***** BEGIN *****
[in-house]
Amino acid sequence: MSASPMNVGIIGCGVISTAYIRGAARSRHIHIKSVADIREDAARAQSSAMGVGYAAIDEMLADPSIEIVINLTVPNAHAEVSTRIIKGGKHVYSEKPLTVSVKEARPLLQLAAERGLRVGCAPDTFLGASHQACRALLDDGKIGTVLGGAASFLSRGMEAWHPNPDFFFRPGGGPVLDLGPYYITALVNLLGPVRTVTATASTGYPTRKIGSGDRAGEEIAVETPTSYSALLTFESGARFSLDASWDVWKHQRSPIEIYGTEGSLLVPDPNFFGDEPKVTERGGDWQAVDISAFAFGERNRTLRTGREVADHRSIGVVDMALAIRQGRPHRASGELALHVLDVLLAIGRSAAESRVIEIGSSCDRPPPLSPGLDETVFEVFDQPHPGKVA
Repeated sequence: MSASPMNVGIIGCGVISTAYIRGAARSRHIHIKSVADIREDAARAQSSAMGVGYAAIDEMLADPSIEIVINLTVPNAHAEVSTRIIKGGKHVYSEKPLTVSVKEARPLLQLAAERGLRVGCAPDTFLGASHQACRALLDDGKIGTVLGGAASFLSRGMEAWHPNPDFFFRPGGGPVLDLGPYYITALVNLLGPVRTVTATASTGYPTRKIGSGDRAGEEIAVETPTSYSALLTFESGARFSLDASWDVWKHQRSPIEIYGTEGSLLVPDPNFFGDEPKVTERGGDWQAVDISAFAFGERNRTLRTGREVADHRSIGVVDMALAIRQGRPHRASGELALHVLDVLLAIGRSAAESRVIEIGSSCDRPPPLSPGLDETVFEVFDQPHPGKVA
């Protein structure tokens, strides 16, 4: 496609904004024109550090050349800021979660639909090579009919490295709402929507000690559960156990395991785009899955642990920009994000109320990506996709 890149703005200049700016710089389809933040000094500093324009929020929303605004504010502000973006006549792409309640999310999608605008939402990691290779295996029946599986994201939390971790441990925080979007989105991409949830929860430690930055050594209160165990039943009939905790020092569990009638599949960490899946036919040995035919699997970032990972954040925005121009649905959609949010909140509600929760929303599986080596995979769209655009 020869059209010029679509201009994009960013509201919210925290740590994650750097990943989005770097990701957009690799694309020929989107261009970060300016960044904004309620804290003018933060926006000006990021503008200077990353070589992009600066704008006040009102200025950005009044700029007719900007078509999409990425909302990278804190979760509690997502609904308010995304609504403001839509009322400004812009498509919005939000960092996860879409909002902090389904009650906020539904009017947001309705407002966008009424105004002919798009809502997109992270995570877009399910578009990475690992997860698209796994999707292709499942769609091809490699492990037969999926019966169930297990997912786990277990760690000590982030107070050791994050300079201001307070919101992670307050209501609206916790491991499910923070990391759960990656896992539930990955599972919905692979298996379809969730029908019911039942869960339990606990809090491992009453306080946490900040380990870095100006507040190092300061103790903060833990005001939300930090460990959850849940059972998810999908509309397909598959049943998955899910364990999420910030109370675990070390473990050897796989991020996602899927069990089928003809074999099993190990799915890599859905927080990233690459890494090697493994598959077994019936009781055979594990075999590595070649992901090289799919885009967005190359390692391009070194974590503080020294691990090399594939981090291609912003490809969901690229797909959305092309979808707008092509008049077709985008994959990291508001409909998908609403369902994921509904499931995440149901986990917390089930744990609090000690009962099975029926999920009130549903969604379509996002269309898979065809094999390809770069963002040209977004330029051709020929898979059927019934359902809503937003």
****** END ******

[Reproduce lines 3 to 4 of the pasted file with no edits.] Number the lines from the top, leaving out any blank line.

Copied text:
Repeated sequence: MSASPMNVGIIGCGVISTAYIRGAARSRHIHIKSVADIREDAARAQSSAMGVGYAAIDEMLADPSIEIVINLTVPNAHAEVSTRIIKGGKHVYSEKPLTVSVKEARPLLQLAAERGLRVGCAPDTFLGASHQACRALLDDGKIGTVLGGAASFLSRGMEAWHPNPDFFFRPGGGPVLDLGPYYITALVNLLGPVRTVTATASTGYPTRKIGSGDRAGEEIAVETPTSYSALLTFESGARFSLDASWDVWKHQRSPIEIYGTEGSLLVPDPNFFGDEPKVTERGGDWQAVDISAFAFGERNRTLRTGREVADHRSIGVVDMALAIRQGRPHRASGELALHVLDVLLAIGRSAAESRVIEIGSSCDRPPPLSPGLDETVFEVFDQPHPGKVA
């Protein structure tokens, strides 16, 4: 496609904004024109550090050349800021979660639909090579009919490295709402929507000690559960156990395991785009899955642990920009994000109320990506996709 890149703005200049700016710089389809933040000094500093324009929020929303605004504010502000973006006549792409309640999310999608605008939402990691290779295996029946599986994201939390971790441990925080979007989105991409949830929860430690930055050594209160165990039943009939905790020092569990009638599949960490899946036919040995035919699997970032990972954040925005121009649905959609949010909140509600929760929303599986080596995979769209655009 020869059209010029679509201009994009960013509201919210925290740590994650750097990943989005770097990701957009690799694309020929989107261009970060300016960044904004309620804290003018933060926006000006990021503008200077990353070589992009600066704008006040009102200025950005009044700029007719900007078509999409990425909302990278804190979760509690997502609904308010995304609504403001839509009322400004812009498509919005939000960092996860879409909002902090389904009650906020539904009017947001309705407002966008009424105004002919798009809502997109992270995570877009399910578009990475690992997860698209796994999707292709499942769609091809490699492990037969999926019966169930297990997912786990277990760690000590982030107070050791994050300079201001307070919101992670307050209501609206916790491991499910923070990391759960990656896992539930990955599972919905692979298996379809969730029908019911039942869960339990606990809090491992009453306080946490900040380990870095100006507040190092300061103790903060833990005001939300930090460990959850849940059972998810999908509309397909598959049943998955899910364990999420910030109370675990070390473990050897796989991020996602899927069990089928003809074999099993190990799915890599859905927080990233690459890494090697493994598959077994019936009781055979594990075999590595070649992901090289799919885009967005190359390692391009070194974590503080020294691990090399594939981090291609912003490809969901690229797909959305092309979808707008092509008049077709985008994959990291508001409909998908609403369902994921509904499931995440149901986990917390089930744990609090000690009962099975029926999920009130549903969604379509996002269309898979065809094999390809770069963002040209977004330029051709020929898979059927019934359902809503937003």